Bachelor In Computer Engineering And Information Technology

The purpose of this study program, Bachelor in Computer Engineering and Information Technology, is to ensure the preparation of specialists in the field of computer engineering based on the most advanced programs of the time. The degree program has a unique course of study that gives students basic engineering concepts and through knowledge of the main features of the processing of the information systems, both in hardware and in the software.

The purpose of this study program, BSc in Computer Engineering and Information Technology, is to ensure the preparation of specialists in the field of computer engineering based on the most advanced programs of the time. The degree program has a unique course of study that gives students basic engineering concepts and through knowledge of the main features of the processing of the information systems, both in hardware and in the software.

In particular, computer literacy covering the basics of architecture of computers and computer systems, issues related to the project and the integration of hardware ans software systems, with in-depth knowledge of operating systems, programming languages, techniques and software engineering methods, principles and technologies for modeling, design and database management.

The Bachelor Program in Finance and Accounting aims at providing students with fundamental knowledge in the core fields of: Finance, Banking, Accounting and Auditing. This program is designed to prepare students to manage money and finance investment opportunities, achieve financial efficiency, leverage assets, and maximize investments. In addition it provides students the opportunity to develop analytical and quantitative capabilities—equipping them to pursue careers in the field of finance or accounting, focusing on investment analysis and management, banking, auditing, consulting and financial management.

Apart from the combination of theoretical and practical disciplines as well as finance and accounting, an additional value of this program of study is providing students with concentrated degrees in finance, banking, accounting and auditing, which makes it possible for a successful career both in finance and banking as well as in the relatedfield of accounting and auditing.

It incorporates computing, telecommunication technologies, and includes consumer electronics and broadcasting as it is getting more and more digitized. Spearheaded by the computer, the decades since the mid-1960s have been characterized by an extreme development. Since the late 1970s, cheap microelectronics have permitted the diffusion of these technologies into almost all aspects of daily life and have furthermore almost inextricably cross-fertilized and intermingled their multiple application branches, which include industry, commerce, administration, education, medicine, scientific and professional work, entertainment, and domestic work.

Nations with advanced IT-industries have realized that developing competence in information technologies including new media is essential, expensive, and difficult; large-scale IT systems are gaining economic feasibility and various national research and education programs for stimulating these developments are underway.

Bank of America CEO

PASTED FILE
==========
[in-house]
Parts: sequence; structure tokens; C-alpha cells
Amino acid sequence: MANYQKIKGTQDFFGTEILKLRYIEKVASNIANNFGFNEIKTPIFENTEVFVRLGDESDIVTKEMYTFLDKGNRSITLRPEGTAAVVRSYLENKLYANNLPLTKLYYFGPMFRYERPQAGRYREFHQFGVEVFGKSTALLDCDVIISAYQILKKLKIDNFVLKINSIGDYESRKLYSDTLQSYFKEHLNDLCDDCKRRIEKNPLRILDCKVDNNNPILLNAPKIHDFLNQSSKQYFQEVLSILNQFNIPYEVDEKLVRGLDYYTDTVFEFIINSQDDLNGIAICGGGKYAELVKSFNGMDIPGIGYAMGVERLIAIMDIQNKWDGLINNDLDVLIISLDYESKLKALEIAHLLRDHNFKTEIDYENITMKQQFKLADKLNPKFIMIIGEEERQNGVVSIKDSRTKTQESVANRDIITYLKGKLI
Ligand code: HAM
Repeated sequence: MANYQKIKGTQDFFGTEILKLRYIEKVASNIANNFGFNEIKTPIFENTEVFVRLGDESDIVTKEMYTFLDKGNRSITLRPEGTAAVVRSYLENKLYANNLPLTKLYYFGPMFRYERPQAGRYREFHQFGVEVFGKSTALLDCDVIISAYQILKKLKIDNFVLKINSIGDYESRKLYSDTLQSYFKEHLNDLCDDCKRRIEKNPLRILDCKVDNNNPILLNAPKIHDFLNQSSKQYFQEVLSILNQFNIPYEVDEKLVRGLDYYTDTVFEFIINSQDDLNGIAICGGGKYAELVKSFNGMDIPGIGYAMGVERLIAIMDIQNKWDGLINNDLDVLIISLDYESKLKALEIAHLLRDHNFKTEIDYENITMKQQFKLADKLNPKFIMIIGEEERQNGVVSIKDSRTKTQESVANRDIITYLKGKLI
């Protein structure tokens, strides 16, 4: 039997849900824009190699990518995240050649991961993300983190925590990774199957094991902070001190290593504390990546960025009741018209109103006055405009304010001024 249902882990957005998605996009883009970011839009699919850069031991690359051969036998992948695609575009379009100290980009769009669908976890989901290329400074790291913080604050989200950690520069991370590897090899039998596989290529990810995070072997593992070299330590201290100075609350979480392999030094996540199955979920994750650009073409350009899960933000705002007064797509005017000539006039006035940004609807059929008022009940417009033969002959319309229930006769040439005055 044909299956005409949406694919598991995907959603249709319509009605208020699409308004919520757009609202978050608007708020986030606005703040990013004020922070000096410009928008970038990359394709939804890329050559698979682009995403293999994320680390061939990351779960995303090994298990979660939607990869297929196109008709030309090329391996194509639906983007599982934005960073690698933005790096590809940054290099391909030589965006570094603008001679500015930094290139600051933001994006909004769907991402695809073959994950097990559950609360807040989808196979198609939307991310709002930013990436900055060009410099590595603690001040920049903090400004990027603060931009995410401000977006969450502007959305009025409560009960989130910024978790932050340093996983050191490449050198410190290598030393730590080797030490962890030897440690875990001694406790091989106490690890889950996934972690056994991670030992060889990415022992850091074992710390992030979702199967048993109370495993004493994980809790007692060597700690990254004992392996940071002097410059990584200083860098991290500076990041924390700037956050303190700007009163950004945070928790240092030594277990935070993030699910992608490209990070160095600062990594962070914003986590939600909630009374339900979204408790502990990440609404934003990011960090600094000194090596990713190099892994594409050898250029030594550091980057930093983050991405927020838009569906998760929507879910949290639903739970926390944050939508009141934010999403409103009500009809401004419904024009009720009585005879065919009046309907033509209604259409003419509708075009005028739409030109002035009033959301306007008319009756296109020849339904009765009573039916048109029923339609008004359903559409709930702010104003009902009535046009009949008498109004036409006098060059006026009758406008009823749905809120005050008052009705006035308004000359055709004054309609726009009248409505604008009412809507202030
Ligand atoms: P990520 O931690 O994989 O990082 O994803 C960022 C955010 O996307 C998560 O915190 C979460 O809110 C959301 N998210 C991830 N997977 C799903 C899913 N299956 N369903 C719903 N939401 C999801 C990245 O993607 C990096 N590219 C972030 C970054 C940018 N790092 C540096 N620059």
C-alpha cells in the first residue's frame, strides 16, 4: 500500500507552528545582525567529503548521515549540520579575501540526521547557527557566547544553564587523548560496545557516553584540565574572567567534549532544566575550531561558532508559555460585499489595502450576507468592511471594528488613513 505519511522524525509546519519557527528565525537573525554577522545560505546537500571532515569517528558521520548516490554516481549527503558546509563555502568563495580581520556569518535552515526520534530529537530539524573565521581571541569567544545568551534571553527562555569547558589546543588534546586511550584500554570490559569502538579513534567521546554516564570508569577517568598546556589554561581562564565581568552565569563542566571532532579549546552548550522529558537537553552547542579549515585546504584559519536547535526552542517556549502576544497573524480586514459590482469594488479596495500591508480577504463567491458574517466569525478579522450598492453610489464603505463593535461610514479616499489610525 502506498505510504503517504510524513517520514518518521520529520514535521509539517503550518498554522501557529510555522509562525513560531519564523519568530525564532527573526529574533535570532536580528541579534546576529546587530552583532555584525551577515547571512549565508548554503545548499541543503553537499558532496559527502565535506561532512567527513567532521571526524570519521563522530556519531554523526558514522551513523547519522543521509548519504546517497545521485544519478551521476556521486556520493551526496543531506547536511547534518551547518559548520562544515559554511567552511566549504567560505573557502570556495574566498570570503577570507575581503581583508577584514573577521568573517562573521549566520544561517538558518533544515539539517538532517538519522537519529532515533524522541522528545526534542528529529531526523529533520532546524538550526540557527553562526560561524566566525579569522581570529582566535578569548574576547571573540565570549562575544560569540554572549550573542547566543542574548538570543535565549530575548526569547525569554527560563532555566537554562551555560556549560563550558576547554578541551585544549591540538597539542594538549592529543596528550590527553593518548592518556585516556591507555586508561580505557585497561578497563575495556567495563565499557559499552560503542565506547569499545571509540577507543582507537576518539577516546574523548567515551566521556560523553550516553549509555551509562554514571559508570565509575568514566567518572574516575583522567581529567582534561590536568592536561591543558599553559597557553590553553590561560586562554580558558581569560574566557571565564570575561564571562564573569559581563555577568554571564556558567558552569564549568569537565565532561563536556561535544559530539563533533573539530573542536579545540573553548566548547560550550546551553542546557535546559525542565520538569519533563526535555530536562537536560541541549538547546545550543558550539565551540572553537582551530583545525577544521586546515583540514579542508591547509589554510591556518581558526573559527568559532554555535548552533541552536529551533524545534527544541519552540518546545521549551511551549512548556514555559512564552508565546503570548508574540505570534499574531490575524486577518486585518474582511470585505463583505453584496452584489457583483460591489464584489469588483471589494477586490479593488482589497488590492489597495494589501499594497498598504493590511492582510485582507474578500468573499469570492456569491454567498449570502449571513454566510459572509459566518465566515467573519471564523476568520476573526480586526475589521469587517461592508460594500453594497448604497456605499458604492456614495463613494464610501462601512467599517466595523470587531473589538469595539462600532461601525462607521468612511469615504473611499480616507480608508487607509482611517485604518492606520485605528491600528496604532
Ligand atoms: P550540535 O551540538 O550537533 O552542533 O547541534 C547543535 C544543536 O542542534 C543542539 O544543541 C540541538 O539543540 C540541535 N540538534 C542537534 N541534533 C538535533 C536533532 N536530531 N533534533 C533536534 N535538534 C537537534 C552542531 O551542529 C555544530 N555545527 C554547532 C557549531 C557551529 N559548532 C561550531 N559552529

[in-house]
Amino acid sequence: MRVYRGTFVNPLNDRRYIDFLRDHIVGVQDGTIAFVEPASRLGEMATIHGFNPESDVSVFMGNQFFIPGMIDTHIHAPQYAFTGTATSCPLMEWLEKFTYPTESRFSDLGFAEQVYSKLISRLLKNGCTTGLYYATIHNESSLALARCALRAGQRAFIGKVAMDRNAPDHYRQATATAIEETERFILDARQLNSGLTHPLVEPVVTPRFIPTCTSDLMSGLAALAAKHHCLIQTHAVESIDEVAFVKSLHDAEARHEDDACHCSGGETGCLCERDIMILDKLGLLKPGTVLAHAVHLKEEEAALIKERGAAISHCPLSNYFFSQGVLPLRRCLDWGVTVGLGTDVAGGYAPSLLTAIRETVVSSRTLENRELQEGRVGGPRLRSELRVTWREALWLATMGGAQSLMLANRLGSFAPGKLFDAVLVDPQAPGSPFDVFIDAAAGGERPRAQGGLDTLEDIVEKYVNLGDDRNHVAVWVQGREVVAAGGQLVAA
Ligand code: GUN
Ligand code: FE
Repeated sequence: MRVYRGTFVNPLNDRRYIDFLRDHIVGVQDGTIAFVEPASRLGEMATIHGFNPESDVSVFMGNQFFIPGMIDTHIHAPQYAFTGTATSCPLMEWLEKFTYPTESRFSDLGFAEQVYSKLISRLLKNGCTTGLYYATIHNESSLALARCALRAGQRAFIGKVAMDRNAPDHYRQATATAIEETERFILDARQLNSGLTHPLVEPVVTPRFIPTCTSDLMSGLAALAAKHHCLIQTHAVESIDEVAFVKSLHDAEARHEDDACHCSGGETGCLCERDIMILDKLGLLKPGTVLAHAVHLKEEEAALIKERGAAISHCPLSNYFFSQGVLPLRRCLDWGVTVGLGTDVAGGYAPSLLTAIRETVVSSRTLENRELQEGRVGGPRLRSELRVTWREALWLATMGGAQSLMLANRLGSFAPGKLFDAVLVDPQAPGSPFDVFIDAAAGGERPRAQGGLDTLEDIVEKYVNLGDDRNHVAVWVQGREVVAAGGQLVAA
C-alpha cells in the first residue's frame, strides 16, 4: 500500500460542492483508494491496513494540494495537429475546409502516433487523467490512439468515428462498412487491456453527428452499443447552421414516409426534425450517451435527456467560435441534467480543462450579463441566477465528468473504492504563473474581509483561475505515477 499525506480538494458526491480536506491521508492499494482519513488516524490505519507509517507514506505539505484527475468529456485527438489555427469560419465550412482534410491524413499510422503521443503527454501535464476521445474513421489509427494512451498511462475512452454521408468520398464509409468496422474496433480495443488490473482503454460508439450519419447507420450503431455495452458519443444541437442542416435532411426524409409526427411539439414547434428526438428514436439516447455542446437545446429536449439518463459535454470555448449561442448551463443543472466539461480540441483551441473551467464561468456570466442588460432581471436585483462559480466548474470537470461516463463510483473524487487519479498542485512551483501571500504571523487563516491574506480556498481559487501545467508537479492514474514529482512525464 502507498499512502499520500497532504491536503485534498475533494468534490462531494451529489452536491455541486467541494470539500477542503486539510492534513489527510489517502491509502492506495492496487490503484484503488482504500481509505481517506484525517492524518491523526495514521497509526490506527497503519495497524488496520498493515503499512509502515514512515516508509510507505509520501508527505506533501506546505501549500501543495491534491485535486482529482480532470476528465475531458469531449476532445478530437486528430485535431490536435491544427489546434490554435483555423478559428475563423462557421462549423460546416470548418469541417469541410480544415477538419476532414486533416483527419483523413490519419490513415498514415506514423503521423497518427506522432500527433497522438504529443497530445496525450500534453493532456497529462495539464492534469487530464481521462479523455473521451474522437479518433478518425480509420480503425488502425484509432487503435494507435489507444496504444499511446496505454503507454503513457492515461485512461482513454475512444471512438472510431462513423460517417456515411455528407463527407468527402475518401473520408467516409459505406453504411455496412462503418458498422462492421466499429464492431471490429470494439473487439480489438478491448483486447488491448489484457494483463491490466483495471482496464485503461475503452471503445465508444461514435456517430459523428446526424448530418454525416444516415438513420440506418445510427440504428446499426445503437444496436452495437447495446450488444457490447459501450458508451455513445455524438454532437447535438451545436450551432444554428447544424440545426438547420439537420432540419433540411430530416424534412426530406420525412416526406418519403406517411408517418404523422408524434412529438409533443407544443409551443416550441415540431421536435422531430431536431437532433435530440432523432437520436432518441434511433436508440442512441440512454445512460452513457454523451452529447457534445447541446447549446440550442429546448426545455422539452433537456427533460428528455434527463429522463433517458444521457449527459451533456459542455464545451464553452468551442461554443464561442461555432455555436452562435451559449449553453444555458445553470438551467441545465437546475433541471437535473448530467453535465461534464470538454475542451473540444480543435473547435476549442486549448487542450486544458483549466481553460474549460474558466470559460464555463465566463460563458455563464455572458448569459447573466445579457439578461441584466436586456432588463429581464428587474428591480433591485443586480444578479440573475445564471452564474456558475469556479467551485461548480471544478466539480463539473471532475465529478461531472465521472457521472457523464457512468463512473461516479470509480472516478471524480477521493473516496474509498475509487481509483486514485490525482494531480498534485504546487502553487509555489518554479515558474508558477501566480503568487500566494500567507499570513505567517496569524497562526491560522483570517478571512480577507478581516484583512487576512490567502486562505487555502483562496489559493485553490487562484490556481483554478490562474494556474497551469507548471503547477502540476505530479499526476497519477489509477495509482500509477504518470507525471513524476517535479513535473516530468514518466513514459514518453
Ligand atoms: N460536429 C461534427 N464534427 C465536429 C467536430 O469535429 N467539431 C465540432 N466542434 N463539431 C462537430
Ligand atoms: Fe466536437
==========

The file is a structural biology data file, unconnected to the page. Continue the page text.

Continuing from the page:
Our mission to help you navigate the new normal is fueled by subscribers. To enjoy unlimited access to our journalism, subscribe today. Business has been measuring shareholder returns via earnings reports and changes in stock price for what seems like forever. But now that stakeholder capitalism is in vogue, corporations need new metrics.

Enter Brian Moynihan, Bank of America's CEO of 10 years and the latest guest on Fortune podcast "Leadership Next." As chair of the International Business Council (IBC), he is working to figure out a set of common metrics the business community can use to measure the stakeholder capitalism that the Business Roundtable endorsed last year. And despite the pandemic, the group is getting closer to determining that final list of metrics and sub-metrics.

You've had a pandemic and an economic crisis around that pandemic, but at the same time, we have more people signing onto the metrics, we have more dialogues, and the green part of this has gotten completely embedded into the recovery question, Moynihan said of interest in stakeholder capitalism despite the recession.

To ensure that interest translates into widespread use of the metrics, the IBC has been focusing on finding "the best-of-the-best metrics" that allow for results that companies can easily calculate and disclose. Moynihan said that the consistency and accountability these disclosed results provide will be key, because society's problems can't be solved without private industry.

In the remainder of the interview, host Alan Murray asks Moynihan about his stance on ever-increasing CEO pay, purpose-driven leadership at Bank of America, and the bank's enormous commitment of $300 billion over the next decade to environmentally friendly business.

In recent years, new leaders have emerged across the United States to champion rights - not just for African Americans, but also in the fields of migration and gender. They are using politics, social media campaigns and publishing in new ways to amplify and spread their messages. Here are 21 current and emerging civil rights leaders who will shape struggles in the United States and the wider world for years to come.

Los-Angeles-based Khan-Cullors describes herself as an “artist, organizer and freedom fighter”. She is best-known for Black Lives Matter (BLM), the African American rights protest movement she co-founded following the killing of black teenager Trayvon Martin in 2012. This year, BLM has surged following the death of George Floyd. In fact it “may be the largest movement in US history,” writes the New York Times. Khan-Cullors is also an influential LGBTQ activist and a leading voice for prison reform – and abolition.